After a long hiatus, I’m finally back to working my way through Seven Languages in Seven Weeks. After finishing up Scala, I’m now on the 5th language, Erlang, though it has taken me quite a bit longer than 5 weeks to get here.

Erlang, Day 1: Thoughts

The first Erlang chapter is just a gentle introduction to the language, so I haven’t formed much of an impression of it yet. So far, it looks like a dynamically typed functional programming language with Prolog syntax and pattern matching. Of course, I mostly know of Erlang for its concurrency story, so I’m excited to experiment with that in later chapters.

Erlang, Day 1: Problems

Write a function that uses recursion to return the number of words in a string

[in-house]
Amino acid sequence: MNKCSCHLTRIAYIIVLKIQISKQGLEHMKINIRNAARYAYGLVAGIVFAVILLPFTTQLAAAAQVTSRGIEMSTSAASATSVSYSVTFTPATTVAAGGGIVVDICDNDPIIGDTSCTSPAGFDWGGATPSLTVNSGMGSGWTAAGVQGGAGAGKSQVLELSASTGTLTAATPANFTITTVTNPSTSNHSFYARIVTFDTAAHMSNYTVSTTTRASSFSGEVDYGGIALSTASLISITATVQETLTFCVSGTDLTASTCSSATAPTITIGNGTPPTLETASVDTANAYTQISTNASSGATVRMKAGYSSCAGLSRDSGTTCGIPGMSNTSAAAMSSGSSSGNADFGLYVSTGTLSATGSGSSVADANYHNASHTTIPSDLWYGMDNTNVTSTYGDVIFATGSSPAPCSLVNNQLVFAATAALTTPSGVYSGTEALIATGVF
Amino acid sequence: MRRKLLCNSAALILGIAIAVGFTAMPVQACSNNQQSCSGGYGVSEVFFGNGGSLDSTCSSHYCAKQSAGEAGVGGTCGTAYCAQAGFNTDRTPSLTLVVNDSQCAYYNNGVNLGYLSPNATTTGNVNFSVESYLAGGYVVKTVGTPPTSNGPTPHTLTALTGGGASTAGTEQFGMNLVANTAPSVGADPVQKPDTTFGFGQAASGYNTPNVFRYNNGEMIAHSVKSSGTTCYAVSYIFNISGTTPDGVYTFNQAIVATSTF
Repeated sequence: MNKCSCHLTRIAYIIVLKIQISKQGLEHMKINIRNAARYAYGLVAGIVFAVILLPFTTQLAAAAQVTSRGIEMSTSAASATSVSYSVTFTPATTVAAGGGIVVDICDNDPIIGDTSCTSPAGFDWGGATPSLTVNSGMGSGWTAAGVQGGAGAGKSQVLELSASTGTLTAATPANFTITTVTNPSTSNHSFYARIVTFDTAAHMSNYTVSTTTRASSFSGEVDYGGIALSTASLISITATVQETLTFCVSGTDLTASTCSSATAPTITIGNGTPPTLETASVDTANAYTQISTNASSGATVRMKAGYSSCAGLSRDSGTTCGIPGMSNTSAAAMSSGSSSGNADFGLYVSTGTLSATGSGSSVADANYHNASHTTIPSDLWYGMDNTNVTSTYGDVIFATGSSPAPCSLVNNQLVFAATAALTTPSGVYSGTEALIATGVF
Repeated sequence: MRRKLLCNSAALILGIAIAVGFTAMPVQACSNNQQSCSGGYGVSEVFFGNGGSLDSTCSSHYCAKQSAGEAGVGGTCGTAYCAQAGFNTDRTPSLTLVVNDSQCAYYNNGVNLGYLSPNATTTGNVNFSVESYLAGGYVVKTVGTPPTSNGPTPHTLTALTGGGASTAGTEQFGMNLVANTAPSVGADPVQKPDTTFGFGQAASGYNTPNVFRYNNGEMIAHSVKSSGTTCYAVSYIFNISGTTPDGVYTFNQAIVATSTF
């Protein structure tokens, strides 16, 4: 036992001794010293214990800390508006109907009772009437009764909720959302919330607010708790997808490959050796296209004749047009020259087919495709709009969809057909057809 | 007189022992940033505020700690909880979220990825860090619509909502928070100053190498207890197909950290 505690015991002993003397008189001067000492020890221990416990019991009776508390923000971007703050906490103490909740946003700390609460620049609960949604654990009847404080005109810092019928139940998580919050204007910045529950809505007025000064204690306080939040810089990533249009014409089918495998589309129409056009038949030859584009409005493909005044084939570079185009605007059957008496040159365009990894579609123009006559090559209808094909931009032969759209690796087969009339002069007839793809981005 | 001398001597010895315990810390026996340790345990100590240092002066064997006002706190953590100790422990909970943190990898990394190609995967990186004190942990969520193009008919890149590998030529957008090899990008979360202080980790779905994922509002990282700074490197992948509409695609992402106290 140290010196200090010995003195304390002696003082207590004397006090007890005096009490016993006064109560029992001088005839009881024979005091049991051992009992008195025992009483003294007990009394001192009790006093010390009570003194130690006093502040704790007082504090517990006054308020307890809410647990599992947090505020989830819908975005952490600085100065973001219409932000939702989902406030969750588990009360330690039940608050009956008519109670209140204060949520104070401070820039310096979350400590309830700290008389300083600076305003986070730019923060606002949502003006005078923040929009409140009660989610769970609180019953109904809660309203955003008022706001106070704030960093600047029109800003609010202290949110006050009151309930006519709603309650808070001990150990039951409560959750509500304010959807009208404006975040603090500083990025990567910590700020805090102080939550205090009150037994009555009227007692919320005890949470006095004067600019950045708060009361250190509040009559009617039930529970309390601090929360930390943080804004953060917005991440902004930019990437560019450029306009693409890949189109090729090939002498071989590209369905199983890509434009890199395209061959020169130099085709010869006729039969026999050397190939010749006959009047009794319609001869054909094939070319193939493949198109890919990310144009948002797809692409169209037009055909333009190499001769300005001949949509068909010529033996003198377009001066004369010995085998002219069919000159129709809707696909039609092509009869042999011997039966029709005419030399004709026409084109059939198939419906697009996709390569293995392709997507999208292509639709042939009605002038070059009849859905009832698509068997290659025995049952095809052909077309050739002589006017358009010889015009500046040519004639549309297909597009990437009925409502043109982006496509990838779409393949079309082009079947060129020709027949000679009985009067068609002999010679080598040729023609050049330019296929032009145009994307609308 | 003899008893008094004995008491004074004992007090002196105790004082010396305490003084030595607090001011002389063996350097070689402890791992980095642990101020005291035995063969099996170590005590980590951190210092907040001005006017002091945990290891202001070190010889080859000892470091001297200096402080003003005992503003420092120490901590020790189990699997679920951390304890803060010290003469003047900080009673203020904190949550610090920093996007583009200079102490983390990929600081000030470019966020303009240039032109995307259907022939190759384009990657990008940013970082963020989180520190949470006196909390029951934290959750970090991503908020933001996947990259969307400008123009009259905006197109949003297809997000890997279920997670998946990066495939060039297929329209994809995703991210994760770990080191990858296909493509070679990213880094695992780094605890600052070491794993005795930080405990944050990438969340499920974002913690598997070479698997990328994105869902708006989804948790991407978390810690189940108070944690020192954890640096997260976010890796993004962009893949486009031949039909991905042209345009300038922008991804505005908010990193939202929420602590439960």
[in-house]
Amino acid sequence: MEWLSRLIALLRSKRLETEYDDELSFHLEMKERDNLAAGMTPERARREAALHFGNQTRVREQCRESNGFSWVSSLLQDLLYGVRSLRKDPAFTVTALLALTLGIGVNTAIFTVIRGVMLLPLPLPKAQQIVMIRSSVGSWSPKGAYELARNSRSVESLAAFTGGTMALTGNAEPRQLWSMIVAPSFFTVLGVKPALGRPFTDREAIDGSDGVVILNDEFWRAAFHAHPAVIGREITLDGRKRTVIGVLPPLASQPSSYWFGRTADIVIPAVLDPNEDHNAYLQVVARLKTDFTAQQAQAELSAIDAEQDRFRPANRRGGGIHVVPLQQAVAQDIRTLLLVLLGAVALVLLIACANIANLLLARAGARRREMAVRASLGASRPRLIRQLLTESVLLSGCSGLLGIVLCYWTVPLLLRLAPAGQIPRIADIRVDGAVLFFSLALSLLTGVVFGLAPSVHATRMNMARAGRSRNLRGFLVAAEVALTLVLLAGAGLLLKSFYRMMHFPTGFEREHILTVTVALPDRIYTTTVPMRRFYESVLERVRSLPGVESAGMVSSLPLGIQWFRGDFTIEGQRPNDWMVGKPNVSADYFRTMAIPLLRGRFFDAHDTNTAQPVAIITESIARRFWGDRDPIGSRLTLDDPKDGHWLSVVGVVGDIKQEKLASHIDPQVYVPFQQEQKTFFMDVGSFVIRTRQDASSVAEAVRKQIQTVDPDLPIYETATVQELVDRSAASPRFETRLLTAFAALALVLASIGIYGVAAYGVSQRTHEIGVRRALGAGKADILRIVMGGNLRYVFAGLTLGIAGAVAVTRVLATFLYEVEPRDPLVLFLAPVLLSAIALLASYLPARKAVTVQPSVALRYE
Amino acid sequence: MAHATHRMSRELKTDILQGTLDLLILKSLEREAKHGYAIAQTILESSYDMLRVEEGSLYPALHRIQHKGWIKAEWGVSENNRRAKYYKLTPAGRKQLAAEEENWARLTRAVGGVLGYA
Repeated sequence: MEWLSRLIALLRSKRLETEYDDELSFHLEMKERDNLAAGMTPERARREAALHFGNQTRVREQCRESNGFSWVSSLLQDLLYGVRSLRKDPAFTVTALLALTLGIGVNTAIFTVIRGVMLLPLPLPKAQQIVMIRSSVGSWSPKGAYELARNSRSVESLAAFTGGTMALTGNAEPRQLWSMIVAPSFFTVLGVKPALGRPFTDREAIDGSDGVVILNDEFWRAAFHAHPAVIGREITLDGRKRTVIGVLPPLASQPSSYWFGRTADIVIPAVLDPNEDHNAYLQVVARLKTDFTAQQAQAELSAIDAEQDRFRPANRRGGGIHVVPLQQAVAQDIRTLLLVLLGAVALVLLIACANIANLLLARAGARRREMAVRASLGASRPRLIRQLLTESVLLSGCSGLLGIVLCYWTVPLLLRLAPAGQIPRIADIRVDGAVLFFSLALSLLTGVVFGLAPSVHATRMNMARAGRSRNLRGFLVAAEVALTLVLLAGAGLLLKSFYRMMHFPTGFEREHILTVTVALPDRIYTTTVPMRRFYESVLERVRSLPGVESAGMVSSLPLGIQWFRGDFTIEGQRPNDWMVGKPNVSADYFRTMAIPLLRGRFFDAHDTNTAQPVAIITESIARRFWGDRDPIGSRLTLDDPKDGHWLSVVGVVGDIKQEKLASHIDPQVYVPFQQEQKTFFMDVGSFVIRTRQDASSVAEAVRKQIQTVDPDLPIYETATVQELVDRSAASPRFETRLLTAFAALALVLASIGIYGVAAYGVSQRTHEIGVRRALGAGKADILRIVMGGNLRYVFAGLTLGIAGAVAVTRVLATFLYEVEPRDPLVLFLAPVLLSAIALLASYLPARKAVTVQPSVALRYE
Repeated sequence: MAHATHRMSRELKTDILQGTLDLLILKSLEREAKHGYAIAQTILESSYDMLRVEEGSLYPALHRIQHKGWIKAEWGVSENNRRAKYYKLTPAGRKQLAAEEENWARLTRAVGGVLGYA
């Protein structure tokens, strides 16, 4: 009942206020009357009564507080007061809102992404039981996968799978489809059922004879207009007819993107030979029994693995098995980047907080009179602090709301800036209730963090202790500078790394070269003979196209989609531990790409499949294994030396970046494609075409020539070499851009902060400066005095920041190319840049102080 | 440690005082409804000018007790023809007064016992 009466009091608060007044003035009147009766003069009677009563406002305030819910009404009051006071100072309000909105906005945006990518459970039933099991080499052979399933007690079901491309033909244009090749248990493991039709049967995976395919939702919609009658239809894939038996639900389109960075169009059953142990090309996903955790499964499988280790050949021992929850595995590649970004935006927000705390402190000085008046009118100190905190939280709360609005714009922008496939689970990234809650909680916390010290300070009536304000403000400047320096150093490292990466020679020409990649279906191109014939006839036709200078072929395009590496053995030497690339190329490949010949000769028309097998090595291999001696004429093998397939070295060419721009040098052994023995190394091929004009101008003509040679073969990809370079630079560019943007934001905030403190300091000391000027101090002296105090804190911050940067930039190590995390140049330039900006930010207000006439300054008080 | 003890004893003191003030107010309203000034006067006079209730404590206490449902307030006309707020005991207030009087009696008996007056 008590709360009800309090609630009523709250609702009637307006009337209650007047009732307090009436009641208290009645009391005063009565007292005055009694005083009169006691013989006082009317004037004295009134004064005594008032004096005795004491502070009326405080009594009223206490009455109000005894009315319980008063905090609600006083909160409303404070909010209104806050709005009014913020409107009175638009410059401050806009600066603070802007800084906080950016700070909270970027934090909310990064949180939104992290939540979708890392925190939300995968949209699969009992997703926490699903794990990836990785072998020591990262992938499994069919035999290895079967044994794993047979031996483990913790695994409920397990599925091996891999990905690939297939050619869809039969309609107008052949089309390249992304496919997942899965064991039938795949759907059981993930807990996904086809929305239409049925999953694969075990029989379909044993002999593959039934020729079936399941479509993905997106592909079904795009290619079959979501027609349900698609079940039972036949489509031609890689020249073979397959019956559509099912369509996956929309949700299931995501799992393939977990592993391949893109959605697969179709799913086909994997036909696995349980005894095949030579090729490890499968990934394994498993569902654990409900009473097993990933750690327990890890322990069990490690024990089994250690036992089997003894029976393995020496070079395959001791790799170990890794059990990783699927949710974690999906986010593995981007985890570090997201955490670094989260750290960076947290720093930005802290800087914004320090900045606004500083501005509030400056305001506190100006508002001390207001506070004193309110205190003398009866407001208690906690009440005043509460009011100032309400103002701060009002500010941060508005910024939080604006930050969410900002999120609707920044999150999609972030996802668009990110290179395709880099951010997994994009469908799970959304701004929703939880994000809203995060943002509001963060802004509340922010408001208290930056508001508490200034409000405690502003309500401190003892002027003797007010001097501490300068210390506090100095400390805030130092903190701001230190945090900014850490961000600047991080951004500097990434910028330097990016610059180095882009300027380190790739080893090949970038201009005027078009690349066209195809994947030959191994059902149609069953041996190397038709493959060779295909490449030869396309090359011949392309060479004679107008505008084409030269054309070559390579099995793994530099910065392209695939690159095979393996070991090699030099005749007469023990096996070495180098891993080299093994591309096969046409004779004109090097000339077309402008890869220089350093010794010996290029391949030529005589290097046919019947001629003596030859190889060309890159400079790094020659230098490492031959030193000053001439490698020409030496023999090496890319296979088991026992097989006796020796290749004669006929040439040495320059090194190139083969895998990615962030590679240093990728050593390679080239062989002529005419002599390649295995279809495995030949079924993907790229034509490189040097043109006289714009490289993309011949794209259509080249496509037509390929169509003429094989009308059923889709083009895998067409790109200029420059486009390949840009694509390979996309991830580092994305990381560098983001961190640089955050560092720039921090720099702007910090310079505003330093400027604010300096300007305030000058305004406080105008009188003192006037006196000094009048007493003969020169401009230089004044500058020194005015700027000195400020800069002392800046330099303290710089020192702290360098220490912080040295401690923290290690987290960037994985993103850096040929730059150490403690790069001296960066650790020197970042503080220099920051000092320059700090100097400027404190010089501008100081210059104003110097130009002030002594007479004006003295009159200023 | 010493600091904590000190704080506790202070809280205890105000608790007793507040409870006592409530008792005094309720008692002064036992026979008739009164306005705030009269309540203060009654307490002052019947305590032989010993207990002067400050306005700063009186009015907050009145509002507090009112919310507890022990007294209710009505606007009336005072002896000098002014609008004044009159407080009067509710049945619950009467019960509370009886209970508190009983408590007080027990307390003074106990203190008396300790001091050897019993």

word_count([]) -> 0;
word_count(Sentence) -> count(Sentence, 1).
count([], Count) -> Count;
count([32|Tail], Count) -> count(Tail, Count + 1);
count([_|Tail], Count) -> count(Tail, Count).

Write a function that uses recursion to count to ten

count_to_ten() -> do_count(0).
do_count(10) -> 10;
do_count(Value) -> do_count(Value + 1).

Write a function that uses matching to selectively print “success” or “error: message” given input of the form {error, Message} or success

print(success) -> "success";
print({error, Message}) -> "error: " ++ Message.

On to day 2

Check out Erlang, Day 2, for more functional programming goodness.